So, really as the risk team, what we focus on are risk assessments. At Cloudflare, we do a couple types of risk assessments, our enterprise risk assessment.

That's the first one I'll talk about. This is required by all of our certifications, but it's our once a year activity.

It's a business level assessment.

We interview teams across our business, focusing initially on our production and customer facing teams, critical business functions as well.

And we kind of take a bird's eye view of what has changed in the last year.

So, we like to look at, you know, what's changed in the regulatory landscape?

Are there new privacy laws or security laws that are going to affect us over the next year?

Has the threat environment changed?

Are we seeing, you know, last year, we saw a lot of supply chain attacks.

So, you know, how should we take that into account for our security planning?

You know, how have our products and architecture changed? We have to talk a little bit more about that, but at Cloudflare, we're always changing and building new things.

So, you know, has that introduced any new risk for the team? And then, of course, our security controls and our programs, how effective are those?

The second type of assessment that we do is we call it a targeted risk assessment, but it's really like system specific or control area specific.

So, diving into one of our Cloudflare production systems and kind of looking at all the controls in place and seeing if there are any risks we need to remediate there.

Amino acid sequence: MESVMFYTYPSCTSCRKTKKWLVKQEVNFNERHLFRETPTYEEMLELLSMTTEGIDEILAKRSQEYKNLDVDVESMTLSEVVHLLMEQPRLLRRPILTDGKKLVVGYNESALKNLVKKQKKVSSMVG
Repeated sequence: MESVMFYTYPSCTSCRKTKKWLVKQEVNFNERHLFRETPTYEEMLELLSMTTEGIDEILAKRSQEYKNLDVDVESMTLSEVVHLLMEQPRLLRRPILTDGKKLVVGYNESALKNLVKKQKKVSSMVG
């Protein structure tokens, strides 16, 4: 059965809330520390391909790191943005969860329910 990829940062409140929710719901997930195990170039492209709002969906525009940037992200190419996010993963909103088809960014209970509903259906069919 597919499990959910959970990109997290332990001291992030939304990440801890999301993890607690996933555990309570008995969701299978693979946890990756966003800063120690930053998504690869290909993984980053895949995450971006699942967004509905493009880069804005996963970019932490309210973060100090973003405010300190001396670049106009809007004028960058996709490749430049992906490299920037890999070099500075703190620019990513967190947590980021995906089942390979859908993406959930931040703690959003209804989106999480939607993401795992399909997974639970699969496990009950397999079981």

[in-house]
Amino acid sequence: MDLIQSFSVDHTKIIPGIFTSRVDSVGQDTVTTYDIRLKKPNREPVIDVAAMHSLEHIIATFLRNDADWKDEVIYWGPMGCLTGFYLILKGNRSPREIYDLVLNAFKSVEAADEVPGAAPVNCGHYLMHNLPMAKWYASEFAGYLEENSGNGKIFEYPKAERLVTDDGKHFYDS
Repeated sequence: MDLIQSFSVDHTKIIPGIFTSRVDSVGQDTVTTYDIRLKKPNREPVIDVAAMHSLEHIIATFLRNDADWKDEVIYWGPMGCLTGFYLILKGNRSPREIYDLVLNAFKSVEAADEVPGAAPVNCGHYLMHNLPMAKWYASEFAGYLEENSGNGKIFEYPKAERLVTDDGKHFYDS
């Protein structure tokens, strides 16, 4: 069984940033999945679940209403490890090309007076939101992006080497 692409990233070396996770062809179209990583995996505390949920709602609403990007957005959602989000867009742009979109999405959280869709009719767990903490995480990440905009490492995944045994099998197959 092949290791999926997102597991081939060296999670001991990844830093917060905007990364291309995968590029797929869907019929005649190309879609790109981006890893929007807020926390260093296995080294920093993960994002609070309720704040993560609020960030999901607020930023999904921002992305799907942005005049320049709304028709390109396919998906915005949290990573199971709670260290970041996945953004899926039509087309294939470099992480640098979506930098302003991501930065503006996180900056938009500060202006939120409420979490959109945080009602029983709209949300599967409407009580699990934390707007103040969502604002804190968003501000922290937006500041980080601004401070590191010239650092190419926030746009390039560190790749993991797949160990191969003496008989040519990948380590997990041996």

And then, you know, outside of the risk team, there are lots of other teams that are doing risk assessments or identifying risk.

And so, we try to incorporate those into our program as well.

So, whether it's customer or external audit findings, penetration test results, threat models that our security engineering teams do, vulnerabilities, incidents, word of mouth, we're really trying to plug everything in so that we have a full picture of risk.

And I'm going to hand it off to Miriam to talk about what we do once we identify all these findings.

Yeah. So, once we know our risk findings, they have to live somewhere.

So, basically, we're thinking, you know, you're thinking database, spreadsheet, something like that.

So, we call it the risk register.

That's just the industry term for where you track your risks.

And there are many different ways to do that, different programs. If you come from a government background, you may think of like the POAM, the plan of action and milestones, which is very similar as well.

So, the tools that we use are, we have risks that are in JIRA because that's a tool used throughout the company.

And it also integrates with Smartsheet, which is, you can think of it as a souped up spreadsheet, which basically it has the wonderful functionality of integrating with JIRA so that we don't have to do everything twice, once in JIRA and once in Smartsheet.

So, we do it in one place and we have automation, so we can automatically update things.

And that is where we track each risk. It's basically, it's an item in the spreadsheet.

We also use other tools like Google Workspace and Confluence for our wiki pages and instructions and so on and procedures.

Using these tools, which are accessible throughout the company, having the risks in JIRA makes it easier for us to work with other teams so that we can sync up with security engineering, internal audit, as well as the other teams throughout the company.